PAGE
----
How much can a director borrow for a mortgage?

Although lenders look at your overall financial picture, income provides an initial guideline for the maximum amount you can borrow. Typically, directors can borrow between three and five times their income, including salaries, dividends and retained company profits.

How will lenders assess my income?

For company directors, lenders will assess a director’s income based on salary, dividends and a share of net profit.

Directors are often advised by their accountants to take a base salary up to the tax-free threshold and then to draw dividends for any further income. As a result, profit can be retained in the business, as you may need capital to keep the company running, not to mention pay less tax! The drawback is that most lenders only consider income withdrawn from the business.

If your company made a profit of £100k, but you only took £20k through a salary and dividends, then high street lenders will base your assessment on £20k. This means the company profit of £100k will be irrelevant. That’s why directors can have problems with mainstream lenders, as repaying a mortgage wouldn’t be a problem.

If you find yourself in a similar situation, our advisors can help. We work with specialist lenders who assess income differently from mainstream lenders. This ensures you get the maximum mortgage possible.

Sole traders applying for a mortgage

If you’re a sole trader, lenders will assess your income based on your net profit. This can be tricky as many sole traders usually show the lowest net profit (legally) possible on their tax returns. The aim of this is to minimise tax bills.

Even if you have a huge turnover, lenders will only pay attention to your net profit. Most lenders usually calculate average net profits from the last 2-3 years of trading history if you have it.

Partnership in a company

If you’re in a partnership, lenders will assess your income based on the share of your net profit. An LLP (Limited Liability Partnership) is assessed on the LLP’s income if the business is applying for a mortgage.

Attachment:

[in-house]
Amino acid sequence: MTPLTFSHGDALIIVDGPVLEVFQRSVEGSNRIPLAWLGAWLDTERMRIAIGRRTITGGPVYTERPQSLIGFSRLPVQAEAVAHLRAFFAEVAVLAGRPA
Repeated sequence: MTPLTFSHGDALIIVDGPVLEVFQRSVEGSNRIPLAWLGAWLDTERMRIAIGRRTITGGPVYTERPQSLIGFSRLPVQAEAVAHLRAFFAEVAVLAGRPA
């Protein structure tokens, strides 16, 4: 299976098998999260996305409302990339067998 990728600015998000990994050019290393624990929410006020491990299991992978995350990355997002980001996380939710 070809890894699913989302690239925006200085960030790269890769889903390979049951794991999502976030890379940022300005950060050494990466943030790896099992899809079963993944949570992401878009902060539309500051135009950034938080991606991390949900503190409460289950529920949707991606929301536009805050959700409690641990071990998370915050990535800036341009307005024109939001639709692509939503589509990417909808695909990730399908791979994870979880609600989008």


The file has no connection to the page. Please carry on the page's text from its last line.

Learn more about LLP mortgages here.

What documents will I need to provide?

As you’re self-employed, lenders will ask for documents proving your income. Some lenders will ask for more proof than others, so we’ve listed them all below.

  • SA302 (request or download online from HMRC)
  • Finalised accounts (from a qualified accountant)
  • Latest three months’ bank statements (personal and business accounts)

It’s important to note that some lenders will require all of the above, with some lenders only requiring parts. The main document that almost every lender will request when assessing directors is your SA302 form. You can download your SA302 forms online from the HMRC portal or request your SA302 forms via post, which can take up to 14 days.

Can I use retained profit in a limited company for a mortgage?

Most mainstream lenders won’t consider profit retained in a company, but other lenders will consider retained company profits. For instance, if you have company profits of £100k, you could get a maximum mortgage of £500k as opposed to a salary of £20k and a mortgage for £100k. The difference is quite staggering!

If you require a larger mortgage than your net profit allows, speak to us today. Our advisors have access to the whole market, allowing them to find lenders that accept company turnover.

Going to a high street lender as a self-employed applicant isn’t how to maximise your borrowing potential. This is especially true if you have retained profits in the company and show a low net profit amount.

Can I get a mortgage using my most recent company accounts?